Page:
Community Context

The city of Natchez, named for the Indigenous mound-building tribe that initially inhabited the land, is the county seat and is home to nearly half of the county’s residents. It is the oldest town along the Mississippi River and is well-known for its historic mansions and growing cultural tourism industry. 

For many years, there was little mention of the history and experiences of Adams County’s Black population, but more recently, this information has been incorporated into local tours as the community continues to grapple with its difficult history within the slave trade. Some community members have taken steps to reconcile the history of Adams County and its role in the slave trade, but tensions between the Black and White populations remain. 

There are stark inequities in poverty rates in Natchez, with nearly 37 percent of Black residents living in poverty compared to roughly 19 percent of White residents. Natchez’s recent Democratic mayors have committed to addressing issues of inequity, with some consideration of addressing the region’s past. This has represented some evolution of who is included in leadership and a more expansive set of voices in the discussion of community needs. Darryl Grennell, a former county supervisor and former professor at Alcorn University, served as mayor beginning in 2016 with the aim of rebuilding the economy and bringing jobs to the community. In July 2020, Dan Gibson was elected mayor and has worked to carry on a similar mission to address economic inequities and build stronger community ties between the county’s Black and White populations. 

Adams County has been working to uplift a struggling public education system and outcomes for youth, yet with low graduation rates and limited opportunities for employment, little has changed over the past five years. Adams County residents also face high rates of diabetes, smoking, infant mortality, and obesity. In addition, there has long been a shortage in healthcare professionals in the county, which was spotlighted as a barrier in the county’s attempt to provide vaccinations to residents during the COVID-19 pandemic, impeding the community’s ability to vaccinate the population at a swift pace.

Adams County’s Journey to Promote Health, Well-Being, and Equity

Across Adams County, individuals and organizations are actively focused on creating a healthier future.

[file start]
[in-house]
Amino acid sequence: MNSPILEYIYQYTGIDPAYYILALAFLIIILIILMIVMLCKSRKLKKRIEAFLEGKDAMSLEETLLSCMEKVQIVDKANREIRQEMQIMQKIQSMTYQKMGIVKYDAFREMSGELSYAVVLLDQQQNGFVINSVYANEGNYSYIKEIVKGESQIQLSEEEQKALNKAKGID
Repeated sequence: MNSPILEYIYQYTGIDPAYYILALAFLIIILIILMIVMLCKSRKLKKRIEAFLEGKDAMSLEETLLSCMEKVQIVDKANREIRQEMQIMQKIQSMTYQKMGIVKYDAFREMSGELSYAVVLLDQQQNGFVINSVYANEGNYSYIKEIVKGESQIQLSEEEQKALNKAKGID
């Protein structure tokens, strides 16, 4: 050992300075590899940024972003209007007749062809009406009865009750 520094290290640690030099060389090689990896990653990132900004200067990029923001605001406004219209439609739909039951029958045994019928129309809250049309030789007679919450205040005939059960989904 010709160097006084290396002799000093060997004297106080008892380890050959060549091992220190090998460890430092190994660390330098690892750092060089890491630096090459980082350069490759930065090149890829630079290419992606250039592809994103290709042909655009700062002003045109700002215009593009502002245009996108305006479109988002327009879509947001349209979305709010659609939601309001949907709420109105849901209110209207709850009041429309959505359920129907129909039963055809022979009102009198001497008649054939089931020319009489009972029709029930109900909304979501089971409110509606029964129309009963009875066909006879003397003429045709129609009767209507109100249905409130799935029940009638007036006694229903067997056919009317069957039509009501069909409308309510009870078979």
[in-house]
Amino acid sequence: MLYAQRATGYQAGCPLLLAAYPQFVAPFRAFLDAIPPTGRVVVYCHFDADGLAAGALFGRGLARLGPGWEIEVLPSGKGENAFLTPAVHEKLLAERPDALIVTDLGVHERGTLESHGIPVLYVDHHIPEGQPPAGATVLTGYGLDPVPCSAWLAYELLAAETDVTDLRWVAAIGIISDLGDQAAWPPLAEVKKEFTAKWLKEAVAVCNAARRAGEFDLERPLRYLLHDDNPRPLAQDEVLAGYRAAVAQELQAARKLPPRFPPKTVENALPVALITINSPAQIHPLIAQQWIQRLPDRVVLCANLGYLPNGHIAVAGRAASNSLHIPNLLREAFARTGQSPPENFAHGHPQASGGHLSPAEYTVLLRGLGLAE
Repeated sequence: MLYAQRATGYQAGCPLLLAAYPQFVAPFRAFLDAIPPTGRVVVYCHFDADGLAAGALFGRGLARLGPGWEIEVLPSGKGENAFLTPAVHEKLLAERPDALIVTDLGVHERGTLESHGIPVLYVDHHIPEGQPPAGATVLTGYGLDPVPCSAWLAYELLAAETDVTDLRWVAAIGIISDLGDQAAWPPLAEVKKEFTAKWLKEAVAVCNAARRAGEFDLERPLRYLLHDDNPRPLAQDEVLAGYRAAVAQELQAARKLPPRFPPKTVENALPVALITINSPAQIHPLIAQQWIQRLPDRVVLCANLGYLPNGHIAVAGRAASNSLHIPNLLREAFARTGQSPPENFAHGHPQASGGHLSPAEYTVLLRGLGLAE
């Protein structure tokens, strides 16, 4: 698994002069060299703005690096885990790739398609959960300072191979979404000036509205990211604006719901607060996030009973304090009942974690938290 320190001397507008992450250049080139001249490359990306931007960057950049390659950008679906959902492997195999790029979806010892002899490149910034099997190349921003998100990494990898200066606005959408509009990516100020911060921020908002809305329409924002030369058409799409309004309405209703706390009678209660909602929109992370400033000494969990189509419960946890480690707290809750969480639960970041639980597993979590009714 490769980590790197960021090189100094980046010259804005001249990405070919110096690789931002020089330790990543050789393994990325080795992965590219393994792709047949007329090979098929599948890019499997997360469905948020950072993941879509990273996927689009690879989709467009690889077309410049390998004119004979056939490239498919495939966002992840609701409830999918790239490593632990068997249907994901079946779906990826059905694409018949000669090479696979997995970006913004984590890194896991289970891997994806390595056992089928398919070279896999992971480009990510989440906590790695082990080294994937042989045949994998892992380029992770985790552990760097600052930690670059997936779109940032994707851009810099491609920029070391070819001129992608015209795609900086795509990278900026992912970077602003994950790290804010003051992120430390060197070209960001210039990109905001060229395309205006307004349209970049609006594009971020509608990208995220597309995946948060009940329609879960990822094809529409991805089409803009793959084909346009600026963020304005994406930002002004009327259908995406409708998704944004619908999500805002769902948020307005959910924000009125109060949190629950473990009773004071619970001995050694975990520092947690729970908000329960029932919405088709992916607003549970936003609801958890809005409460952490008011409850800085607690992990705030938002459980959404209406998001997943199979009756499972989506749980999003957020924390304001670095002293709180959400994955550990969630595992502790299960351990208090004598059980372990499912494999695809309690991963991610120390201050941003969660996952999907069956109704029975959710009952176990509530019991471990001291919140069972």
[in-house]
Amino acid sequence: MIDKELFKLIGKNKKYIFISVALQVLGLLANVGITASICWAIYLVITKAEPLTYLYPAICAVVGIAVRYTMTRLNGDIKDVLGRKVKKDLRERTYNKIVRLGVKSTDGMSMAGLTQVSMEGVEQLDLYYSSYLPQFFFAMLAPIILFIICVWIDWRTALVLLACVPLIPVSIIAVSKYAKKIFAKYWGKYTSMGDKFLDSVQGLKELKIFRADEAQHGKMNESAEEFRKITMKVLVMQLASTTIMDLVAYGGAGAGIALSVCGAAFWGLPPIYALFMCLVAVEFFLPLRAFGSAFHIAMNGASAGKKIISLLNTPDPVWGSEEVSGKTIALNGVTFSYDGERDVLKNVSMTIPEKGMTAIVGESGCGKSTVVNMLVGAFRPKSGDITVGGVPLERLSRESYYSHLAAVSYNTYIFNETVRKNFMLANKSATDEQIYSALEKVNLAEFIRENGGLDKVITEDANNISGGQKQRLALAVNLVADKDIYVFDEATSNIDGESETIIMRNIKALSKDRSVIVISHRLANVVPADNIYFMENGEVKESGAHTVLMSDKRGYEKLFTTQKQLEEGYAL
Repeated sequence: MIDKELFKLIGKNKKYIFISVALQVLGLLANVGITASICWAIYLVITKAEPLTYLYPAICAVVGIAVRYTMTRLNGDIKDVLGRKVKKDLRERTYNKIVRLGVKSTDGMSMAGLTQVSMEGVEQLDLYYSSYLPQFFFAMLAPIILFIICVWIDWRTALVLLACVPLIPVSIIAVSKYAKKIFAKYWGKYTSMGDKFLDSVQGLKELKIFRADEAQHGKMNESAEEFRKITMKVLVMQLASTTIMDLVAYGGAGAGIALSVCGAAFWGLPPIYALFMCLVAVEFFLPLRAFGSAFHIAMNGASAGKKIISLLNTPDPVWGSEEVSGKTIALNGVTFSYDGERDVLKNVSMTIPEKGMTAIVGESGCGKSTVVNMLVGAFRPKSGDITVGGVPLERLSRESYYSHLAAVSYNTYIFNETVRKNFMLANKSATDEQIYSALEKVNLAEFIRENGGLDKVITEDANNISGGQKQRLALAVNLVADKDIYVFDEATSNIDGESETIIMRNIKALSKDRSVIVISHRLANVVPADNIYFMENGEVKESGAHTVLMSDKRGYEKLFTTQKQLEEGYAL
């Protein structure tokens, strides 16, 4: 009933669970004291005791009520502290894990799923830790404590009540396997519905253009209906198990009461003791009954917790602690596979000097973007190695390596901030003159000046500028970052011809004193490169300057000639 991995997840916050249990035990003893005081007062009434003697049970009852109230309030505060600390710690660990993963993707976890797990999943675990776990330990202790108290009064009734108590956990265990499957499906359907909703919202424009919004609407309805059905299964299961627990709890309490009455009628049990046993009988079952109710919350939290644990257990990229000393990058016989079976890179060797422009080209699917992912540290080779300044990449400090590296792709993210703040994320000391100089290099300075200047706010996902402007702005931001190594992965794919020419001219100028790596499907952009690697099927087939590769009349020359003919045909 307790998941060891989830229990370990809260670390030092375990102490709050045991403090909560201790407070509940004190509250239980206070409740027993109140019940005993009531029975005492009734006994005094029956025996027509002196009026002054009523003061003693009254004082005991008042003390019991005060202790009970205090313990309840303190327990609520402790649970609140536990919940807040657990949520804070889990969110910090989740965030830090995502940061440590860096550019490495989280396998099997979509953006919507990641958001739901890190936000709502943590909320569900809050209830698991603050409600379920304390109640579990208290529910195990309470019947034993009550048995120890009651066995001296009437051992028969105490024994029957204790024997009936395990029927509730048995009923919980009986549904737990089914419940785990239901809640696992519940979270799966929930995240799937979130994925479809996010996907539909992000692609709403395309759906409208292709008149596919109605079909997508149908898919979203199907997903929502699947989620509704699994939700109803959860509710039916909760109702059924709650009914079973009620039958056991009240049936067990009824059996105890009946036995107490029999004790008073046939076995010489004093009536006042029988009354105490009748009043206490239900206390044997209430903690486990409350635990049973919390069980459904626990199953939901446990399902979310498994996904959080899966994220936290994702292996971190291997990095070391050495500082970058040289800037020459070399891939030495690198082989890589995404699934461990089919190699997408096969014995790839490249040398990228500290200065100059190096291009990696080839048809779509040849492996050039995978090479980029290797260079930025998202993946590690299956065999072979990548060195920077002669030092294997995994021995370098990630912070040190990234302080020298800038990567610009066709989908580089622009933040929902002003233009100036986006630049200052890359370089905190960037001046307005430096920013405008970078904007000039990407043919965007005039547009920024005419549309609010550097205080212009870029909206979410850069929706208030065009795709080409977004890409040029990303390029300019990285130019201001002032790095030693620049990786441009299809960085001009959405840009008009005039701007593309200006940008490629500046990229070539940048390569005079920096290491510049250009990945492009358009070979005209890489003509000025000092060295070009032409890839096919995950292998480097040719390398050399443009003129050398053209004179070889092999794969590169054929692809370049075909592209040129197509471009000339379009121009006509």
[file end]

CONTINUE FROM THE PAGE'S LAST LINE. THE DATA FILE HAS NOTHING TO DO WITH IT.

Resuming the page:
Five years into the Sentinel Communities Surveillance Project, Adams County’s capacity to address health and well-being remains anchored by its main hospital, Merit Health Natchez, and supported by a network of small federally qualified health centers (FQHCs). In the past, Adams County benefited from external funding and initiatives that allowed the community to address chronic health conditions. Though many of those resources have come to an end, there remains a strong focus on economic revitalization of the county. Over the past five years, there have been slight shifts in how people think about and approach health, though long-held cultural norms about health and healthcare being the same continue to influence beliefs and behaviors around health. Though there have been some efforts to summarize health equity issues via the HIA and conversations to acknowledge the racial legacy issues of the region, the county has not achieved greater progress in terms of collaboration and action around health equity to influence policy and systems change.

Lessons Learned: Where is Adams County Five Years Later?

Despite some challenges, there are areas of optimism, particularly as it relates to positive change in the county’s interest to address longstanding racial dynamics and discuss the history of the slave trade. Coupled with optimism about new political leadership, this could provide an opening for connecting racism to health equity, though not yet realized. 

Adams County will need to tackle this lack of holism when it comes to health, given its reliance on an individualistic and personal responsibility framework, potentially impeding a broader commitment to shared, community-wide health investments. 

Going forward, it will be important to track how Adams County is or is not making the connection between racial history and health inequity, and the extent to which the county begins to assume a social determinants of health-centric approach rather than a healthcare-centric approach. This will require collaborations among the healthcare system, local government, and community-based organizations, which has not been sustained yet in many notable ways. 

As Adams County contends with these challenges, other communities facing similar difficulties can learn what happens to the health narrative and investment in places with entrenched views of health issues, limited resources, and a slower pace to advance health equity. 

Future research could consider what it takes to make progress in communities, which prioritize economic development, and how health can be a more explicit part of that focus.

Efforts to promote health and well-being have generally been guided by external funding and a segment of motivated community members who are dedicated to improving the quality of life for Adams County residents. Yet with little political will, limited resources, and a need for increased data capacity, Adams County continues to face challenges in making significant impacts in health and health equity. 

Facilitators

  • Experienced community champions have the expertise to bring in external funding 

  • New leadership and greater input by community members has led to some movement in changing power structures

  • Leveraging the historic preservation community has fostered important dialogue

Barriers

  • Some community members remain uncomfortable discussing race relations 

  • Lack of political will is a challenge to make health a shared value 

  • There is a strong need for increased and robust data